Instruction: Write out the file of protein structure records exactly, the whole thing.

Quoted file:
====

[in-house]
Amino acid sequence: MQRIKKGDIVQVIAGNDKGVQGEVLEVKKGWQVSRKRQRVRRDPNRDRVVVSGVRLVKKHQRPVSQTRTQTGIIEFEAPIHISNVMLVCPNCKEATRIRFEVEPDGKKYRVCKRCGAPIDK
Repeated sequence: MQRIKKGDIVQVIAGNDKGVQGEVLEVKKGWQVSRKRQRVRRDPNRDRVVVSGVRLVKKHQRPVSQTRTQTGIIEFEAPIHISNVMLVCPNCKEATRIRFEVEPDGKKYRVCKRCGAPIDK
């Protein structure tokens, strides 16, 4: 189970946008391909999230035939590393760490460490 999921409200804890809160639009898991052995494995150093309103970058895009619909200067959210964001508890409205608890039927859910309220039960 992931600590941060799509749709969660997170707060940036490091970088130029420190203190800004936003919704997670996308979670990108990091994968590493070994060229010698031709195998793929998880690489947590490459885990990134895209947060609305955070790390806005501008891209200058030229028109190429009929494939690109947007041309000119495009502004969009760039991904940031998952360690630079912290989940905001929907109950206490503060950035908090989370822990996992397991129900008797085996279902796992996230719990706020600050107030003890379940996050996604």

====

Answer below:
[in-house]
Amino acid sequence: MQRIKKGDIVQVIAGNDKGVQGEVLEVKKGWQVSRKRQRVRRDPNRDRVVVSGVRLVKKHQRPVSQTRTQTGIIEFEAPIHISNVMLVCPNCKEATRIRFEVEPDGKKYRVCKRCGAPIDK
Repeated sequence: MQRIKKGDIVQVIAGNDKGVQGEVLEVKKGWQVSRKRQRVRRDPNRDRVVVSGVRLVKKHQRPVSQTRTQTGIIEFEAPIHISNVMLVCPNCKEATRIRFEVEPDGKKYRVCKRCGAPIDK
């Protein structure tokens, strides 16, 4: 189970946008391909999230035939590393760490460490 999921409200804890809160639009898991052995494995150093309103970058895009619909200067959210964001508890409205608890039927859910309220039960 992931600590941060799509749709969660997170707060940036490091970088130029420190203190800004936003919704997670996308979670990108990091994968590493070994060229010698031709195998793929998880690489947590490459885990990134895209947060609305955070790390806005501008891209200058030229028109190429009929494939690109947007041309000119495009502004969009760039991904940031998952360690630079912290989940905001929907109950206490503060950035908090989370822990996992397991129900008797085996279902796992996230719990706020600050107030003890379940996050996604």